Full coverage: 2015 Boao Forum
By Wang Yiwei, director of institute of international affairs, Renmin University of China
Why do we have to revive the Silk Road now when we already have established trade routes?
Is the Belt and Road Initiative China’s Marshall Plan?
Such questions were frequently raised with me after I finished speaking about the belt and road at the Italian think-tank Istituto Per Gil Studi Di Politica Internazionale. It therefore seems the ideal time for the Boao Forum to seek consensus and publish a white paper on the Belt and Road Initiative.
In fact the initiative refers to the sharing of production between China and countries along the Silk Road, rather than a one-sided exporting of the Marshall Plan.
Compared with the Marshall Plan, the initiative has richer connotations. According to the initiative, relevant countries should work together to discuss project investment, build infrastructure and share the benefits of cooperation. They should promote as their five major goals policy coordination, facility connectivity, unimpeded trade, financial integration and people-to-people bonds.
There are three missions ahead for the Belt and Road Initiative.
1)Seeking a way for global economic growth in the post-crisis era
As globalization, Americanization and Westernization wane in influence, the new engine of global economic growth, China, brings its advantages in productivity, technology, funding, experience and development and then model them into cooperation opportunities and market advantages. The Belt and Road Initiative is the result of this transformation and China’s all-round opening-up drive.
Through construction of the Belt and Road Initiative, China shares the dividend of its reforms and development and also brings the experience and lessons it has drawn from its own development to other countries. China strives to promote cooperation and dialogue among countries along the Silk Road, set up a new type of global partnership that is more equal and balanced as well as strengthen the foundations for long-term and sustainable development of the world economy.
2) Realizing global rebalancing
Traditional globalization starts from the sea. Coastal regions and maritime states develop first, while inland countries fall behind, forming a massive wealth gap. Traditional globalization was ushered in by Europe and carried forward by the US, creating a West-centric world in which the East was subject to the West, rural areas inferior to urban areas and land not as important as the sea.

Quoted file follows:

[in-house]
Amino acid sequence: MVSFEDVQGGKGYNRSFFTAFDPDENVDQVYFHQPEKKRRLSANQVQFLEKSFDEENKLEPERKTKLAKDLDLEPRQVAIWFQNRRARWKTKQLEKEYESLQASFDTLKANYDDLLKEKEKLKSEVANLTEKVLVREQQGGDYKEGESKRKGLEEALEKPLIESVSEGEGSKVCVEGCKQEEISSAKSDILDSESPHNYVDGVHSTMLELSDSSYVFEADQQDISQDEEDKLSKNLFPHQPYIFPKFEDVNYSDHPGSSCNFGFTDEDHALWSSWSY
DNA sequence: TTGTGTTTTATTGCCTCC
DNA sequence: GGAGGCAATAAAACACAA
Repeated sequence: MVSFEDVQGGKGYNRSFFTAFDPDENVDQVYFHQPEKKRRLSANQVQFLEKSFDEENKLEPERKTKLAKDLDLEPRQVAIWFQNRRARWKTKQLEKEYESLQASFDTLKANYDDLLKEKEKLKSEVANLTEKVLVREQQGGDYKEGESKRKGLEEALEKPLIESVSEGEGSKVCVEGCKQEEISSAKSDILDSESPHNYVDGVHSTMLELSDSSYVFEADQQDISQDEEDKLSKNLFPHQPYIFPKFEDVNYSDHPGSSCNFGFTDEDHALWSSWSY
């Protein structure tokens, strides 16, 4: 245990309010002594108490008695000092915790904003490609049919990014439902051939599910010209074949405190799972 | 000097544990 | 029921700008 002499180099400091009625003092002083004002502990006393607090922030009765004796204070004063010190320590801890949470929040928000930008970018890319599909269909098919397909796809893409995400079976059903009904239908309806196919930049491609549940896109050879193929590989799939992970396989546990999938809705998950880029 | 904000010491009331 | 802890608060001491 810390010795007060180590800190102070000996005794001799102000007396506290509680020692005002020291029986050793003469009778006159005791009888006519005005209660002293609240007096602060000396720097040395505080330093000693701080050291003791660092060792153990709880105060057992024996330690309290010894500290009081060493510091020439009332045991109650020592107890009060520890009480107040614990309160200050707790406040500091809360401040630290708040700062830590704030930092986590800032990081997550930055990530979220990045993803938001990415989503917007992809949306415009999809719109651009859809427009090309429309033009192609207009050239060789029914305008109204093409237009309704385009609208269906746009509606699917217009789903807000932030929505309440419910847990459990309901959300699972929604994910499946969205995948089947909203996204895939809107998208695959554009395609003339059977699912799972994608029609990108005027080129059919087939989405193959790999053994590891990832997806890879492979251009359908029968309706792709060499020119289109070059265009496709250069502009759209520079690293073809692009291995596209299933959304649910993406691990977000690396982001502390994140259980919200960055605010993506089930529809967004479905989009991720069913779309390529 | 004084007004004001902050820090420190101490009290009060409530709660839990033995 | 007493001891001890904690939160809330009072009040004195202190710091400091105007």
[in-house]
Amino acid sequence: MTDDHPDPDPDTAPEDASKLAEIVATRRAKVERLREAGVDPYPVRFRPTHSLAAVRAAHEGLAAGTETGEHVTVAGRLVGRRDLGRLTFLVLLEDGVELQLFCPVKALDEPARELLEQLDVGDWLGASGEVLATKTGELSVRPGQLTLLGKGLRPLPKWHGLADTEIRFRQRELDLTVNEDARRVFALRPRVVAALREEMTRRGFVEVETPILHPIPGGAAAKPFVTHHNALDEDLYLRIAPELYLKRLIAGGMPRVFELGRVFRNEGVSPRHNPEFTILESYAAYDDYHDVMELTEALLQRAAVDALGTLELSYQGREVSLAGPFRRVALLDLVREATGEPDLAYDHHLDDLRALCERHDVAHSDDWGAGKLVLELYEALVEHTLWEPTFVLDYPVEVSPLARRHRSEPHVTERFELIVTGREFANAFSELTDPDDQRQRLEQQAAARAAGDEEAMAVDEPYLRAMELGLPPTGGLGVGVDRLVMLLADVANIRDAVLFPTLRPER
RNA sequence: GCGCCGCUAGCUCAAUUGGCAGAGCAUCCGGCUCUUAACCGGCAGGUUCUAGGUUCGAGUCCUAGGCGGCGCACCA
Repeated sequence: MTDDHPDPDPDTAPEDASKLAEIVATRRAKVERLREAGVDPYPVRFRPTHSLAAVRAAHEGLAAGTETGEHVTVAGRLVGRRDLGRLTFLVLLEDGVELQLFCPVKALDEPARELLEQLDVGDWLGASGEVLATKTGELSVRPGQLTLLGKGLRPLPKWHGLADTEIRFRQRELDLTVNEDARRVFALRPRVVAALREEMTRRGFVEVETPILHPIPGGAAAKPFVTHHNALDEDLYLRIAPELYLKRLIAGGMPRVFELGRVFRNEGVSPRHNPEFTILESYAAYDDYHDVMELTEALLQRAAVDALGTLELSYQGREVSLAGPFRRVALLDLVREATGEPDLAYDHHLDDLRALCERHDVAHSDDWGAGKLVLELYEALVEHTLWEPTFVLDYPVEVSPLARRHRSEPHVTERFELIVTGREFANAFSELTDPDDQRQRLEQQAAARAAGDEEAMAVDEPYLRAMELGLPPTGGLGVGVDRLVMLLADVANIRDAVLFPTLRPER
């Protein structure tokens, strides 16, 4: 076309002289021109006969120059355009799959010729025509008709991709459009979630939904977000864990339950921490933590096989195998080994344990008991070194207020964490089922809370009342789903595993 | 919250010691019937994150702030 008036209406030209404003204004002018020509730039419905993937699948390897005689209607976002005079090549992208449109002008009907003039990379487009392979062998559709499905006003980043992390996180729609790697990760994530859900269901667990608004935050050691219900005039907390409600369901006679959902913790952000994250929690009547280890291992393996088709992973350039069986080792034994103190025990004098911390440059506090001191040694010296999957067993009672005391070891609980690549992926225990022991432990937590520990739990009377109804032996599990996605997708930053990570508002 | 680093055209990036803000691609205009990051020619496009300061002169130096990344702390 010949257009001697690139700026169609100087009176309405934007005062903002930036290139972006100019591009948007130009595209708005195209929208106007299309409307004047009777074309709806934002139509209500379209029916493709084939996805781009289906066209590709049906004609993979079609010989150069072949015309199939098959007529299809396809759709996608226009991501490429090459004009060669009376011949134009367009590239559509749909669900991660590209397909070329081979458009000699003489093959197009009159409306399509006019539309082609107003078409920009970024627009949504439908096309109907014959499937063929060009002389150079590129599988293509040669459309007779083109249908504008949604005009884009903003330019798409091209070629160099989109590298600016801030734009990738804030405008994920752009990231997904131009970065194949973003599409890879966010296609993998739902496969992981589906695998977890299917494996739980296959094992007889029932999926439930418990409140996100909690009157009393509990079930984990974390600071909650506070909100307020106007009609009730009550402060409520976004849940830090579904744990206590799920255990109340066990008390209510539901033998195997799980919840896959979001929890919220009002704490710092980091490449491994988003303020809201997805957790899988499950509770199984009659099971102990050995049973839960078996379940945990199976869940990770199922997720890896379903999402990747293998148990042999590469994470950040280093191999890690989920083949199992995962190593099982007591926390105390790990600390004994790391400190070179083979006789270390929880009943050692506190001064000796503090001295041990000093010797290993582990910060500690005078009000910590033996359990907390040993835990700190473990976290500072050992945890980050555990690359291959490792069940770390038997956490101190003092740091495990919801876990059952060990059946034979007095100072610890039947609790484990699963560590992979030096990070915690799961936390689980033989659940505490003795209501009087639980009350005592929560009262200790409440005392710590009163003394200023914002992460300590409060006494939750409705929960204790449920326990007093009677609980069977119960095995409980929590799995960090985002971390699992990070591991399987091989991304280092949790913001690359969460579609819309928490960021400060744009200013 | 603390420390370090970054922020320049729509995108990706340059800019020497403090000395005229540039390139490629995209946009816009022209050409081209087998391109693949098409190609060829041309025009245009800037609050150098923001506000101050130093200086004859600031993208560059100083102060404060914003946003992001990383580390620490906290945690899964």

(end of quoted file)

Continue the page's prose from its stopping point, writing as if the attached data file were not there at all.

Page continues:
Nowadays the Belt and Road Initiative is rebalancing the planet. It encourages opening up to the West to promote development of China’s western areas as well as inland like the Central Asian countries and Mongolia. It also advocates the concept of inclusive development in the international community.
At the same time, China takes the initiative in promoting its high-quality production and industries with comparative advantages to the West. Countries along the Silk Road will be the first to benefit from this. This will change the situation in which these countries only served as a corridor for trade and cultural exchanges between the East and West and were less developed in the past. Hence the initiative will overcome the wealth gap and regional imbalance caused by the globalization that originated with Europeans. It will help build a harmonious world with lasting peace, universal security and common prosperity.
3) Creating a new model for regional cooperation in the 21st century
China’s reform and opening-up drive is the greatest innovation in today’s world. As an all-around opening up strategy, the Belt and Road Initiative stresses broad consultation, joint contribution and shared benefits. It transcends the Marshall Plan, outbound assistance and globalization strategies. The initiative introduces new concepts for international cooperation in the 21st century.
For example, the concept of an economic belt is an innovative regional economic cooperation model. A new Eurasian Land Bridge, the China-Mongolia-Russia, China-Central Asia-West Asia and China-Indochina Peninsula economic corridors work as growth poles to benefit surrounding areas. The concept of a Silk Road Economic Belt is different from various economic zones and unions that have appeared in history. The economic belt is more flexible and can be easily applied to broad areas.
All participants are equal. In line with the principle of voluntary participation and coordination for common progress, they shall uphold the Silk Road spirit of being open for cooperation, harmonious and inclusive and mutually beneficial. As was pointed out in the just-published Vision and Actions on Jointly Building Silk Road Economic Belt and 21st-Century Maritime Silk Road, the initiative aims at promoting orderly and free flow of economic factors, highly efficient allocation of resources and deep integration of markets.
This will encourage countries along the belt and road to coordinate economic policy and carry out broader, more in-depth regional cooperation of a higher standard. The initiative will encourage countries to jointly create an open, inclusive and balanced regional economic cooperation architecture that benefits all.
Jointly building the belt and road is in the interests of the global community. Reflecting the common ideals and pursuit of human societies, the initiative is a positive endeavor that seeks new models of international cooperation and global governance. The belt and road will inject new positive energy into world peace and development.
(Professor Wang Yiwei is author of Belt and Road Initiative Strategy: Opportunities and Challenges, published by People's Publishing House in April 2015.The author is also a senior research fellow at the Chongyang Institute for Financial Studies, Renmin University of China)